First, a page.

Inside Labour: The real budgets: SA’s frantic daily juggling act

2015-03-01 18:00

Wednesday’s budget speech was an annual event for the state. But for most South Africans, it’s a daily or – if they are slightly luckier – weekly or monthly calculation they make to try to remain afloat financially.

What happened this week, along with the plaudits and protests reflected in the media, will not cause any excitement for more than half the population.

And who can blame those who live in penury? While the state can effectively wallow in debt, with its functionaries able to live high on the hog, debt for people on the ground often means malnutrition and a slow descent into sickness and premature death.

Unlike for government, big business or the historically wealthy, there is little to no access to loans at anywhere near reasonable rates to help ease poor families through a rough patch.

The mashonisas and money lenders who remain barely onside with the law ensure that repayments are cripplingly high for those who are forced to borrow. And there are no allowances made for the recipients of grants that, in most cases, do not even cover the cost of an adequate diet.

It is an awareness of this that underlines the arguments by the labour movement for more expansionist policies and a more equitable redistribution of resources.

This year, with more fears of job losses and in the face on an ongoing economic crisis, there is greater urgency being expressed about these demands.

Yet calls for such policies run counter to requests for belt-tightening, however these are presented. These calls are also based on the labour-supported assumption of a macroeconomic foundation of widespread redistribution, of labour-intensive work leading to a “virtuous cycle” of economic growth: the opposite of government’s growth orientation.

The focus of these policy debates is invariably on how to create a better life for all.

But according to Stats SA figures, most men, women and children still live below the poverty line. Labour federation Cosatu general secretary Zwelinzima Vavi maintains that a family of five would need at least R4?750 a month to rise marginally above this.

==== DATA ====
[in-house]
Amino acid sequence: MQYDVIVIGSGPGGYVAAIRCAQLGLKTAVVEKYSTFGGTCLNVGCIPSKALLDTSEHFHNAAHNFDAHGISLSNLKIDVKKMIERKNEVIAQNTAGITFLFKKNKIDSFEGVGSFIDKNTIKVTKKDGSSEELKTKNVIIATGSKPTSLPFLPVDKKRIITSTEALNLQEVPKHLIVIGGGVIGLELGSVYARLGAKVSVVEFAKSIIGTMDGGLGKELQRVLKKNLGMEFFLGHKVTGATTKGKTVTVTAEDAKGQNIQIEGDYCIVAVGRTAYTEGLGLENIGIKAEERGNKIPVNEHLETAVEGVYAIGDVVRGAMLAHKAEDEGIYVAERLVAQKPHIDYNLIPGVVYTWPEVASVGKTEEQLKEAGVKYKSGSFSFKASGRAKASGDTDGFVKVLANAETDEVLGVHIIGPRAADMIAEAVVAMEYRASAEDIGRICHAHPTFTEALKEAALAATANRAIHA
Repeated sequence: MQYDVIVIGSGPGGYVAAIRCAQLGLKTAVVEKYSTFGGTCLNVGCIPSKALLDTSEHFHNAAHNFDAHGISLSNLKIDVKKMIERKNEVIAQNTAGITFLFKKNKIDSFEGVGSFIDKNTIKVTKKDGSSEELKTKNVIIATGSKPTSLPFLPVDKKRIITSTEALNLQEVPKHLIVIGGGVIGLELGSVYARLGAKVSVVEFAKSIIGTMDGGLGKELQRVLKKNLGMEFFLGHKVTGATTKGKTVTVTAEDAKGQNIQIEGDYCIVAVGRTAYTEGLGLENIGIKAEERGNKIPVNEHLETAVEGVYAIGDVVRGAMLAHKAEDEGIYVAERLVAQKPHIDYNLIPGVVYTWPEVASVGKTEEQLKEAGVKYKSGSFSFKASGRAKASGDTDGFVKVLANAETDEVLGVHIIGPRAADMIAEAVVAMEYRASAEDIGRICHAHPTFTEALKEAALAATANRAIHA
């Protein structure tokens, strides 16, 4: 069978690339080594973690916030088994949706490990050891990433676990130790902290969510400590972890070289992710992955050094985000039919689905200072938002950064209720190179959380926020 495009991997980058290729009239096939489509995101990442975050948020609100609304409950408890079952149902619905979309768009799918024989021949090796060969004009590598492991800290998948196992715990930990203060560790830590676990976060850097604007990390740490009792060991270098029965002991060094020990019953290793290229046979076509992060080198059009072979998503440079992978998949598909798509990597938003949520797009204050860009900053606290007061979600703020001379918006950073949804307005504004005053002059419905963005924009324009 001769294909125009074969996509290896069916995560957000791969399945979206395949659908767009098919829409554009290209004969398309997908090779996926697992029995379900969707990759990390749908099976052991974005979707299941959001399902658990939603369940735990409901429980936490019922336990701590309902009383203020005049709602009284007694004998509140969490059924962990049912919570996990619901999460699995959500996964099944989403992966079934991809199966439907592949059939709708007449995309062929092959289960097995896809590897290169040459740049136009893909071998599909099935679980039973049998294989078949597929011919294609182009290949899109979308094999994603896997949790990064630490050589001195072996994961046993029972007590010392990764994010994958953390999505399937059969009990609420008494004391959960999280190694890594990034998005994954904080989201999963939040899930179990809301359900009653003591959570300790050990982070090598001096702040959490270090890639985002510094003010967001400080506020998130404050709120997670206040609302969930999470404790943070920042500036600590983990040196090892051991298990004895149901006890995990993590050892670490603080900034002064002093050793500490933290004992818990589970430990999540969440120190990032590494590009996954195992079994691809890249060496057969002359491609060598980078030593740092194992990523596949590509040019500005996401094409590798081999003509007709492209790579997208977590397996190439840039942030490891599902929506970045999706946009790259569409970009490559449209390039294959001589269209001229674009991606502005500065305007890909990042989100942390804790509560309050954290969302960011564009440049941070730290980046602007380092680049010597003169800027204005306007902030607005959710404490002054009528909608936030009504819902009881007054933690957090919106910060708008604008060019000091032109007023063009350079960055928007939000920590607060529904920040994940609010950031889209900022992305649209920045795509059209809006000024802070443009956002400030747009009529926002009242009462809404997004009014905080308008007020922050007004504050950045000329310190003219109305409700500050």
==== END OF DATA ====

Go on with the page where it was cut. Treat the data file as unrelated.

Most family incomes are less than R3?000 a month. And the generally estimated number of dependents surviving on the incomes of the nearly 11?million people employed in the formal sector is five or more.

Nearly a quarter of the working population is also covered by ministerial sectoral determinations, and these, for the most part, amount to barely more than R2?000 a month.

A domestic worker, for example, now has a minimum wage of R2?065.47. Out of this must come often hefty travel costs to and from work.

And, despite the 25% decline in the petrol and diesel prices since July last year, there has been no reduction in travel costs. Nor, according to a survey by the Pietermaritzburg Agency for Community Social Action (Pacsa) has there been any overall reduction in the price of food, where transport – and therefore fuel – costs are an important factor.

In time for this budget speech, Pacsa also produced its latest figures on the current cost of adequately feeding a family, taking into account family size and the ages and nutritional requirements of family members. An adequate, balanced, but basic diet for two healthy, active adults with two children younger than nine costs R2?144.52 a month.

For a family of seven – a more realistic average – that includes a pensioner, two active adults and four children, two younger than nine, one of 10 and one of 16, Pacsa puts the monthly cost at R3?754.05.

For most South Africans, it is these figures, combined with the cost of transport, school fees, clothing and shelter, along with wages of less than R3?000 a month, that constitute economic reality. Wednesday’s budget speech did little to change this, but these facts should give added impetus to labour’s demand for a national minimum wage that makes for a life that is at least tolerable.

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